COLUMBUS, Ohio – Wisconsin’s first trip to Ohio Stadium since 2009 was so cruel to the Badgers that you’d have to wonder if some sort of karmic revolt conspired to shatter the hearts of Bret Bielema & co. one more time.In the span of one week, the Badgers have plummeted from a team with national title aspirations, and a quarterback with Heisman Trophy hopes, to one wondering how far it can sputter with the wheels fallen off and the season having taken the worst possible turn.But for all the misery that, for whatever reasons, struck a team and a fan base so gosh-darn happy to finally have a seemingly elite squad that would once again carry Wisconsin to the BCS promised land, there are very clear reasons why it was all a flash in the pan. The Badgers, for all their sheer brilliance through the season’s first six games, are simply not as good as everyone thought.It was absolutely so exciting for Wisconsin to get behind Russell Wilson and drive the RussellManiaXVI Heisman campaign, and the fact that a Rose Bowl berth was suddenly designated as Plan B is a resounding testament to the progress this program has made over the past two years.And while a return trip to Pasadena remains scarcely feasible, the Badgers’ first two true road tests of the season proved that this team just wasn’t ready for actual upper-echelon status. Calling them “fraudulent” is likely a bit excessive – they did fall by a combined 10 points in two of the toughest environments in the country – but the Badgers showed over the past two weeks that all the illusions of grandeur envisaged in Madison really were just illusions.The statement reeks of clich? over-simplification, but to a great extent, it’s true – legitimately great teams win on the road. Squads “destined” for postseason greatness do not allow two blocked punts in back-to-back weekends, on the road in the heart of the Big Ten schedule. Teams that finish atop conference standings and computer rankings follow up on quick starts; they don’t get outscored 26-0 in the second quarters of two games after opening the first quarters with 21 unanswered points.The realizations discovered Saturday night in Columbus are harsh, and the numbers only bolster their sting. Wilson finished 20-of-32 for 253 yards, three touchdowns and zero interceptions, but he missed more throws than he had in any game (as a Badger) to date. Montee Ball, despite finishing with a 5-yards-per-carry average, was held to just 85 yards and one touchdown rushing and receiving respectively. Wisconsin’s rushing attack as a whole mustered only 89 yards, the first time the Badgers have failed to eclipse the 100-yard mark since Nov. 21, 2009, at Northwestern.Wisconsin even exited Ohio Stadium with a plus-one turnover margin, though its greatest miscue – the blocked punt in the third quarter – proved more critical than any negative play from Ohio State. The blunders committed by the Badgers over the past two games have been so monumental that it’s a wonder they were able to mount desperate comebacks not only once, but twice.That speaks to the unmistakable talent on this team, but it also highlights a sizable void that, until it’s filled, will bar Wisconsin from maximizing its potential. The Badgers lost so much following the Rose Bowl – J.J. Watt’s mesmerizing ability to produce in the biggest moments and his sheer willpower, as well as the aggressive leadership on and off the field of Gabe Carimi and John Moffitt – that it’s kind of a wonder national title hopes once seemed so genuine.The abrupt fall from grace normally would provoke questions regarding the leadership on this team, but even the most brief look at Wisconsin’s four captains seems to debunk them. Wilson, though far from perfect against the Buckeyes, put the Badgers firmly in the national title picture and very nearly avoided this midseason collapse with two stellar late, late comebacks on the road. Bradie Ewing, reliable as ever, played one of his finest games in Columbus, providing a tremendous safety blanket for Wilson in the passing game in addition to usual well-rounded contributions. Aaron Henry and Patrick Butrym continue to lead as necessary and produce without much fanfare, though they’ve clearly anchored their respective positions.Perhaps a different picture has unfolded behind the scenes, in the locker room, than the one that’s been painted under the spotlight of the media. Speculating any further is an injustice to a team that nevertheless has put itself in position to have something to play for in November and December. With some help – and/or further chaos in the Big Ten – a trip to the conference title game in Indianapolis is indeed still possible, though the Badgers absolutely must win the remainder of their games.So many questions were born Saturday night, and a few more answers likely would provide a little relief for a fan base that is aching for some. With that said, the most concrete takeaway from this weekend is obvious. For all the promise this season appeared to hold, the Badgers were just not for real.Mike is a senior majoring in journalism. Where does this team go from here? Share your thoughts with him on Twitter @mikefiammetta and be sure to follow @BHeraldSports for all the latest Badgers news.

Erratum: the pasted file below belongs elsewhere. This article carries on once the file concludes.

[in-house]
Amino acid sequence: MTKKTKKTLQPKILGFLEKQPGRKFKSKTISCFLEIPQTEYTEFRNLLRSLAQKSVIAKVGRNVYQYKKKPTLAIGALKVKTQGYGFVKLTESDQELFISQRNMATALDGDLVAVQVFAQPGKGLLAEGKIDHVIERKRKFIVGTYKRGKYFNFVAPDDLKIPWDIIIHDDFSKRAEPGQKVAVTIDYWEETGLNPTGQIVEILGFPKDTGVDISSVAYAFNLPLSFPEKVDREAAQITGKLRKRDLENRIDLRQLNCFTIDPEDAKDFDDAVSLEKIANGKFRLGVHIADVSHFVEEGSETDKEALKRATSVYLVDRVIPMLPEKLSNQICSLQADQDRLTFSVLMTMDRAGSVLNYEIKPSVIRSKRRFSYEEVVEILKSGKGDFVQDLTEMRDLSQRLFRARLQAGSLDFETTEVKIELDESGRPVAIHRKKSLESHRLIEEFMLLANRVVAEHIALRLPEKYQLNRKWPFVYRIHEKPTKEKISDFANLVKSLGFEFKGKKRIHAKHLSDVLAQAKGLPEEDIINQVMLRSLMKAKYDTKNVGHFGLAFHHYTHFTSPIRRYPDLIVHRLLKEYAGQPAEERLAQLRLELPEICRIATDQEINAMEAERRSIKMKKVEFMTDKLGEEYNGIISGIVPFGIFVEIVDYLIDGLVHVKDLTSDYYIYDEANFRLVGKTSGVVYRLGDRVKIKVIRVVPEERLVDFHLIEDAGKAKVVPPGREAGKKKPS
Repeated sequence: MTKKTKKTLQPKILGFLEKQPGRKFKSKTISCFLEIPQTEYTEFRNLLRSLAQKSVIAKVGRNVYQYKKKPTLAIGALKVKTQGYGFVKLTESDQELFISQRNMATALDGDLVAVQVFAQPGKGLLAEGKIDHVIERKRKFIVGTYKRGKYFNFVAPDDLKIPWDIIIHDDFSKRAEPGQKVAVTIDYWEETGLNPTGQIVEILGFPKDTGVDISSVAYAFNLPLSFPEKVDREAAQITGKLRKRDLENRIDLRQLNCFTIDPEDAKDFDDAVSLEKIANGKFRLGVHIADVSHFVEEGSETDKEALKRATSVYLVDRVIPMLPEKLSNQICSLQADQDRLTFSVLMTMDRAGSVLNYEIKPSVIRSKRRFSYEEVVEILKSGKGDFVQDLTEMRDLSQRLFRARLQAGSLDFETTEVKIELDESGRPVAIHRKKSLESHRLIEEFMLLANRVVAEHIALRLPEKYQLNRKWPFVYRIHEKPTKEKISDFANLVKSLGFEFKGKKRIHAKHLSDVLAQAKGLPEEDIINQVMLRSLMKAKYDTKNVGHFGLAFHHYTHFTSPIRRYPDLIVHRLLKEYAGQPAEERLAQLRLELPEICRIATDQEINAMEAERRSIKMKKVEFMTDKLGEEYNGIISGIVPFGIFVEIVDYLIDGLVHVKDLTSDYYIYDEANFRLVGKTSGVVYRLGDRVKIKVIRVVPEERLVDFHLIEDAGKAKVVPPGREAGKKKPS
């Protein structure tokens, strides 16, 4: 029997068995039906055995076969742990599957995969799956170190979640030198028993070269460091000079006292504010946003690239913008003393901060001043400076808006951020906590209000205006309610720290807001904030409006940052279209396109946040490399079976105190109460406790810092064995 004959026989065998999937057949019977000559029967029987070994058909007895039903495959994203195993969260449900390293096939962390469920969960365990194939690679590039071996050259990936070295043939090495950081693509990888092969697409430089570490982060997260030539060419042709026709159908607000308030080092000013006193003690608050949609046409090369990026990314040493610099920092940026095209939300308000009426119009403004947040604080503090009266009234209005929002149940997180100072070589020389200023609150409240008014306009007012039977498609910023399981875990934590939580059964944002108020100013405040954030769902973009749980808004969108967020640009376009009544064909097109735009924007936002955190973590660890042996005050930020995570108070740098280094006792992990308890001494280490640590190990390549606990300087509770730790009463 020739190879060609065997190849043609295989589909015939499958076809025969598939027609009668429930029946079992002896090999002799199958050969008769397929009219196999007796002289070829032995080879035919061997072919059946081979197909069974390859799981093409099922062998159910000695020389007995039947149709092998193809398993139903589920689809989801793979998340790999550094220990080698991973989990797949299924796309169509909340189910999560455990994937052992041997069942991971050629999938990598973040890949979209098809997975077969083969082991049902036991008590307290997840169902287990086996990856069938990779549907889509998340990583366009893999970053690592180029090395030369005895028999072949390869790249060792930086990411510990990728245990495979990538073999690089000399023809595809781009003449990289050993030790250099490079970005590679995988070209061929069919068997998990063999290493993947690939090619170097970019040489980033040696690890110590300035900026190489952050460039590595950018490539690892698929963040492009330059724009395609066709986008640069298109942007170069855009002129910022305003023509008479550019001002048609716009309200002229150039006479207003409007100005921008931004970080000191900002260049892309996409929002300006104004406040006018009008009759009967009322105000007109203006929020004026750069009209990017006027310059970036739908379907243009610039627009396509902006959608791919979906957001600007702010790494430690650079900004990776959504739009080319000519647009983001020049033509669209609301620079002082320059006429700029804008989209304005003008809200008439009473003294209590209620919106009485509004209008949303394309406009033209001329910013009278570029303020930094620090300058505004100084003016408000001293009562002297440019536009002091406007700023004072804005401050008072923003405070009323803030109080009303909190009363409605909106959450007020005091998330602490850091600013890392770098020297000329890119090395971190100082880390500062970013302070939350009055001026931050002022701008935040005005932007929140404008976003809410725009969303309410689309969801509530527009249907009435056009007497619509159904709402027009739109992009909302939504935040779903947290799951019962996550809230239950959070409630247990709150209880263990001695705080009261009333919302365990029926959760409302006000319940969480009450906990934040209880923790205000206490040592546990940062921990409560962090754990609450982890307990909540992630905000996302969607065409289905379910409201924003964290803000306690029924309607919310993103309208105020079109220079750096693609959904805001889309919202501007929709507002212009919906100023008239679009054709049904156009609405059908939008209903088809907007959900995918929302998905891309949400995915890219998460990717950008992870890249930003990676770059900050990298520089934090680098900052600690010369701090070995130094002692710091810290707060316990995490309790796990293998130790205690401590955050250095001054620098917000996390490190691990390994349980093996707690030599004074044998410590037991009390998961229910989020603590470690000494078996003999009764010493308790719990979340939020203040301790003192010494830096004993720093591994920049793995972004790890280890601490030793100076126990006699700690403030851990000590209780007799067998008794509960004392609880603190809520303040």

ICC chief executive Dave Richardson, has hailed the just concluded Women’s Twenty20 World Cup as a major success, noting the large crowds and excitement which accompanied the tournament had made for a “celebration of cricket” in the Caribbean region.The November 9-24 tournament was the first ICC stand-alone women’s T20 event and it saw three-time champions Australia clinch yet another title after prevailing over arch-nemeses England by eight wickets in Saturday’s final at the Vivian Richards Cricket Stadium here.Cricket WI congratulated“I would like to congratulate Cricket West Indies for organizing a tournament that proved to be a celebration of cricket. The crowds came out in thousands to watch and the tournament displayed the love people in this part of the world have for the game,” Richardson said.Commitment to back women’s cricket “We saw some memorable performances and milestones being achieved and I would like to thank all the teams for putting up their best and showing the world what women’s cricket is all about. The ICC is committed to backing both women’s cricket and the T20 format and this tournament has played a significant part in that.”He added: “This tournament has been watched around the world and I’m sure the quality of cricket displayed during the tournament will inspire girls across continents to pick up a bat or a ball and play cricket.”It was the second time for the Caribbean hosting the ICC T20 World Cup, following on from the successful staging of the 2010 edition. In 2007, the region hosted its first-ever ICC tournament when it put on the 50-overs World Cup.For this tournament, preliminary matches were staged in Guyana and St Lucia, with the semi-finals and final played here in Antigua.Large crowds were a hallmark of the tournament, especially for West Indies’ final preliminary match against England in St Lucia and the semis and final.
Organizers don’t believe immigration agents will make arrests inside the churches. The U.S. Immigration and Customs Enforcement agency has not tried to arrest Elvira Arellano, an illegal immigrant who has taken shelter at a Methodist church in Chicago since August. ICE spokeswoman Virginia Kice declined to say if agents would attempt to arrest others who take sanctuary in churches, although she did say agents have “the authority to arrest those who are in violation of our immigration laws anywhere in the United States.” Participating churches in San Diego, Seattle, Chicago and New York won’t initially house illegal immigrants. Instead, leaders will provide legal counsel, accompany people to court hearings and prepare plans to house them in churches if authorities try to deport them. In New York, religious leaders gathered at the Roman Catholic Church of St. Paul the Apostle and said their promise of sanctuary could include financial assistance, legal help and physical protection, if necessary. LOS ANGELES – Two churches intend to give sanctuary to illegal immigrants to protect them from deportation and pressure lawmakers to provide a chance at U.S. citizenship. Beginning Wednesday afternoon, a Catholic church in downtown Los Angeles and a Lutheran church in North Hollywood each intend to shelter one person as part of the “New Sanctuary Movement.” A handful of churches in other U.S. cities plan similar efforts in the months ahead to spotlight the plight of illegal immigrants. “We want to put a human face to very complex immigration laws and awaken the consciousness of the human spirit,” said Father Richard Estrada of Our Lady Queen of Angels Catholic Church in Los Angeles, where one illegal immigrant will live. “For us, sanctuary is an act of radical hospitality, the welcoming of the stranger who is like ourselves, the stranger in our midst, our neighbors, our friends,” said Rabbi Michael Feinberg of the Greater New York Labor-Religion Coalition. Two families facing deportation stood with the religious leaders. Jani, a U.S. citizen who did not give her last name, said her Haitian-born husband Jean is facing deportation because of a 1989 drug conviction in the U.S. that put him in prison for 11 years. She said the family would take refuge in a church, if necessary, rather than be separated. Anti-illegal immigration groups called the sanctuary effort misguided. The faith groups “don’t seem to realize that they are being charitable with someone else’s resources, and that’s not charity,” said Ira Mehlman of the Federation for American Immigration Reform, which favors limits on immigration. “We are talking about illegal immigrants taking someone else’s job, filling up the classroom of someone else’s child,” he said. The sanctuary effort is loosely based on a movement in the 1980s, when churches harbored Central American refugees fleeing wars in their home countries. Organizers of the current movement include members of the Jewish, Muslim, Catholic and other faiths. The plans come as immigration reform legislation has been stalled since last summer, and tens of thousands of illegal immigrants have been detained and deported in stepped-up immigration raids in recent months. The first to receive refuge in Los Angeles will be a single father from Mexico who has two children who are U.S. citizens, said Rev. Alexia Salvatierra, executive director of Clergy and Laity United for Economic Justice, an interfaith association spearheading the national plans. The man, whose name was not released, worked 17 years as a cook at Los Angeles International Airport before getting injured on the job more than a year ago, she said. He has been unable to work and is facing deportation. “If he goes back to Mexico, the family will literally not have enough food to eat,” she said. The other church will shelter an unidentified Guatemalan man who runs a small gardening business and has two U.S. citizen children. He fled Guatemala in the 1990s during its civil war. He has been denied political asylum and is facing deportation. The churches put out calls for immigrants who were willing and wanted to take part in the sanctuary movement. Immigrants were screened to make sure they paid taxes and didn’t have criminal backgrounds, Salvatierra said.160Want local news?Sign up for the Localist and stay informed Something went wrong. Please try again.subscribeCongratulations! You’re all set!